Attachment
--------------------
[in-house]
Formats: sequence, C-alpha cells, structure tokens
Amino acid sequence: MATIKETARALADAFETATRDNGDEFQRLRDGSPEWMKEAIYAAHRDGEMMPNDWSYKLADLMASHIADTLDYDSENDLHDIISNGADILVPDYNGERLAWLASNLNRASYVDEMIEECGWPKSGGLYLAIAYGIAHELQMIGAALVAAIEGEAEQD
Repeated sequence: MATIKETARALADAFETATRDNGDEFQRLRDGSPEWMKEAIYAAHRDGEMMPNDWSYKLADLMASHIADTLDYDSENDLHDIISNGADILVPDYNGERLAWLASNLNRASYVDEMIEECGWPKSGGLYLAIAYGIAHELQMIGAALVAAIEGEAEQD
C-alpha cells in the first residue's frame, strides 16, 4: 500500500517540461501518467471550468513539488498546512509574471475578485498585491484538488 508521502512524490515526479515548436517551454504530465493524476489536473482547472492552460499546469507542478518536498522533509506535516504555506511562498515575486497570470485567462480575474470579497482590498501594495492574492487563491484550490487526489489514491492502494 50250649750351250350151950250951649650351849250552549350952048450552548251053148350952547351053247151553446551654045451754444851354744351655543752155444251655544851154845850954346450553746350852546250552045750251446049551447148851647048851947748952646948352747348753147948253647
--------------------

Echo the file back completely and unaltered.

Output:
[in-house]
Formats: sequence, C-alpha cells, structure tokens
Amino acid sequence: MATIKETARALADAFETATRDNGDEFQRLRDGSPEWMKEAIYAAHRDGEMMPNDWSYKLADLMASHIADTLDYDSENDLHDIISNGADILVPDYNGERLAWLASNLNRASYVDEMIEECGWPKSGGLYLAIAYGIAHELQMIGAALVAAIEGEAEQD
Repeated sequence: MATIKETARALADAFETATRDNGDEFQRLRDGSPEWMKEAIYAAHRDGEMMPNDWSYKLADLMASHIADTLDYDSENDLHDIISNGADILVPDYNGERLAWLASNLNRASYVDEMIEECGWPKSGGLYLAIAYGIAHELQMIGAALVAAIEGEAEQD
C-alpha cells in the first residue's frame, strides 16, 4: 500500500517540461501518467471550468513539488498546512509574471475578485498585491484538488 508521502512524490515526479515548436517551454504530465493524476489536473482547472492552460499546469507542478518536498522533509506535516504555506511562498515575486497570470485567462480575474470579497482590498501594495492574492487563491484550490487526489489514491492502494 50250649750351250350151950250951649650351849250552549350952048450552548251053148350952547351053247151553446551654045451754444851354744351655543752155444251655544851154845850954346450553746350852546250552045750251446049551447148851647048851947748952646948352747348753147948253647